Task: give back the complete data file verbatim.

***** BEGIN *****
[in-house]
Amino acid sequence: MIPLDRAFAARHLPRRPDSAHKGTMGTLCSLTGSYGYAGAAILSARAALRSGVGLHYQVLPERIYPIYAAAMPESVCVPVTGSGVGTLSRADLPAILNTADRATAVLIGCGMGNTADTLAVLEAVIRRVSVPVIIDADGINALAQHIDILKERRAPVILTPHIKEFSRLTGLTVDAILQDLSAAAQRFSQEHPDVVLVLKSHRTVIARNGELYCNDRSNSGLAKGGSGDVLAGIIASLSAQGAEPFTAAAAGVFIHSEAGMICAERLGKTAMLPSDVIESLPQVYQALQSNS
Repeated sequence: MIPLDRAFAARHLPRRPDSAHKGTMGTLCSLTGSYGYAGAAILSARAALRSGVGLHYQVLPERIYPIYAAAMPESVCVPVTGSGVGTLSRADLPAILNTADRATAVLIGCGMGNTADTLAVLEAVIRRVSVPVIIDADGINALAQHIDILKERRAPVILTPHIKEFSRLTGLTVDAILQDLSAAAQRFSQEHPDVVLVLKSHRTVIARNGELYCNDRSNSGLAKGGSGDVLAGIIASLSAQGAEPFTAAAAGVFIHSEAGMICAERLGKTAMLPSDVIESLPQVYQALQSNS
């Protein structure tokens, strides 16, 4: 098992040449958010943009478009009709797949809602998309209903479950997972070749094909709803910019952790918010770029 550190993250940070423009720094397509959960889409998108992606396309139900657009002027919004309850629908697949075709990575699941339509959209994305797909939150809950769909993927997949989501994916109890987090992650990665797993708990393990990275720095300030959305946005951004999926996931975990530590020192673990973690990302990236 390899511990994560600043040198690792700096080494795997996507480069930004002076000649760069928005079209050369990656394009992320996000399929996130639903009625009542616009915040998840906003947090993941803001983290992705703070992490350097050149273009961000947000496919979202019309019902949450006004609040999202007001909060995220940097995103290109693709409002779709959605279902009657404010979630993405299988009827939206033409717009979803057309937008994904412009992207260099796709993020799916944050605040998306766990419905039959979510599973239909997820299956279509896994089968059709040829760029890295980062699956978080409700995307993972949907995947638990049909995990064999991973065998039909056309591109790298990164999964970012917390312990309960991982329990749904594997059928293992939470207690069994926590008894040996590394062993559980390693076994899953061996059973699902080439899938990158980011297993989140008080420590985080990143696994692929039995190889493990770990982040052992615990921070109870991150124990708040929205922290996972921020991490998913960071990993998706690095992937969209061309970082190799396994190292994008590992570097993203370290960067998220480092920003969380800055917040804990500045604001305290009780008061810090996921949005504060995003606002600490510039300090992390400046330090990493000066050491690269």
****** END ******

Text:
[in-house]
Amino acid sequence: MIPLDRAFAARHLPRRPDSAHKGTMGTLCSLTGSYGYAGAAILSARAALRSGVGLHYQVLPERIYPIYAAAMPESVCVPVTGSGVGTLSRADLPAILNTADRATAVLIGCGMGNTADTLAVLEAVIRRVSVPVIIDADGINALAQHIDILKERRAPVILTPHIKEFSRLTGLTVDAILQDLSAAAQRFSQEHPDVVLVLKSHRTVIARNGELYCNDRSNSGLAKGGSGDVLAGIIASLSAQGAEPFTAAAAGVFIHSEAGMICAERLGKTAMLPSDVIESLPQVYQALQSNS
Repeated sequence: MIPLDRAFAARHLPRRPDSAHKGTMGTLCSLTGSYGYAGAAILSARAALRSGVGLHYQVLPERIYPIYAAAMPESVCVPVTGSGVGTLSRADLPAILNTADRATAVLIGCGMGNTADTLAVLEAVIRRVSVPVIIDADGINALAQHIDILKERRAPVILTPHIKEFSRLTGLTVDAILQDLSAAAQRFSQEHPDVVLVLKSHRTVIARNGELYCNDRSNSGLAKGGSGDVLAGIIASLSAQGAEPFTAAAAGVFIHSEAGMICAERLGKTAMLPSDVIESLPQVYQALQSNS
């Protein structure tokens, strides 16, 4: 098992040449958010943009478009009709797949809602998309209903479950997972070749094909709803910019952790918010770029 550190993250940070423009720094397509959960889409998108992606396309139900657009002027919004309850629908697949075709990575699941339509959209994305797909939150809950769909993927997949989501994916109890987090992650990665797993708990393990990275720095300030959305946005951004999926996931975990530590020192673990973690990302990236 390899511990994560600043040198690792700096080494795997996507480069930004002076000649760069928005079209050369990656394009992320996000399929996130639903009625009542616009915040998840906003947090993941803001983290992705703070992490350097050149273009961000947000496919979202019309019902949450006004609040999202007001909060995220940097995103290109693709409002779709959605279902009657404010979630993405299988009827939206033409717009979803057309937008994904412009992207260099796709993020799916944050605040998306766990419905039959979510599973239909997820299956279509896994089968059709040829760029890295980062699956978080409700995307993972949907995947638990049909995990064999991973065998039909056309591109790298990164999964970012917390312990309960991982329990749904594997059928293992939470207690069994926590008894040996590394062993559980390693076994899953061996059973699902080439899938990158980011297993989140008080420590985080990143696994692929039995190889493990770990982040052992615990921070109870991150124990708040929205922290996972921020991490998913960071990993998706690095992937969209061309970082190799396994190292994008590992570097993203370290960067998220480092920003969380800055917040804990500045604001305290009780008061810090996921949005504060995003606002600490510039300090992390400046330090990493000066050491690269």